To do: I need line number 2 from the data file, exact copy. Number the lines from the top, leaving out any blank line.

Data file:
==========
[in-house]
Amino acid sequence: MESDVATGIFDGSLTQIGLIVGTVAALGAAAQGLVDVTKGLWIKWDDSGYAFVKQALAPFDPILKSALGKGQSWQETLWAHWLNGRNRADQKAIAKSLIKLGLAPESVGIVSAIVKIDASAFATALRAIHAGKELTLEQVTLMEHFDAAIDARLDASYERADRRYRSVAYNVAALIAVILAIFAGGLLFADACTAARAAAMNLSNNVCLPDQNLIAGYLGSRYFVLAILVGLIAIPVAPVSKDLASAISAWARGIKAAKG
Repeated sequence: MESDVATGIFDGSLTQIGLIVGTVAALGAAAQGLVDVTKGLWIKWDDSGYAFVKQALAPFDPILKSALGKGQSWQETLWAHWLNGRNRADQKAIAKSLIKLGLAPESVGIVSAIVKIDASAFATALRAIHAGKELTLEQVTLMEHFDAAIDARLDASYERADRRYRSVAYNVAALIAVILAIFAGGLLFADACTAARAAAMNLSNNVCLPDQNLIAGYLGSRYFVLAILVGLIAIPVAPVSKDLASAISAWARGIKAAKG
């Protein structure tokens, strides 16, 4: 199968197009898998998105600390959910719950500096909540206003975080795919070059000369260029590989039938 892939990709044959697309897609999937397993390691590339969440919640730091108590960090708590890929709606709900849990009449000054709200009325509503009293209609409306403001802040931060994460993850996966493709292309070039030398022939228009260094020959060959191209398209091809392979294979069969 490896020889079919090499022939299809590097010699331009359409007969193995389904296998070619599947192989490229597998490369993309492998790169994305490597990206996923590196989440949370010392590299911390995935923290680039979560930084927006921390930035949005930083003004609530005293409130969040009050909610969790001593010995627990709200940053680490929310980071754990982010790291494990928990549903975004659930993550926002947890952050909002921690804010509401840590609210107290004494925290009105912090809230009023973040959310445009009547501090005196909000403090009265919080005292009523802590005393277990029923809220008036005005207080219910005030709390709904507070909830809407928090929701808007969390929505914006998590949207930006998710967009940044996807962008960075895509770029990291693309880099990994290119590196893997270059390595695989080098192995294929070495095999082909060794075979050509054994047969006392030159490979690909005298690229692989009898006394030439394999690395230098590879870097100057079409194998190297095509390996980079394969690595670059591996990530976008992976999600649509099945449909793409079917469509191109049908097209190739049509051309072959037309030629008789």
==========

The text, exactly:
Amino acid sequence: MESDVATGIFDGSLTQIGLIVGTVAALGAAAQGLVDVTKGLWIKWDDSGYAFVKQALAPFDPILKSALGKGQSWQETLWAHWLNGRNRADQKAIAKSLIKLGLAPESVGIVSAIVKIDASAFATALRAIHAGKELTLEQVTLMEHFDAAIDARLDASYERADRRYRSVAYNVAALIAVILAIFAGGLLFADACTAARAAAMNLSNNVCLPDQNLIAGYLGSRYFVLAILVGLIAIPVAPVSKDLASAISAWARGIKAAKG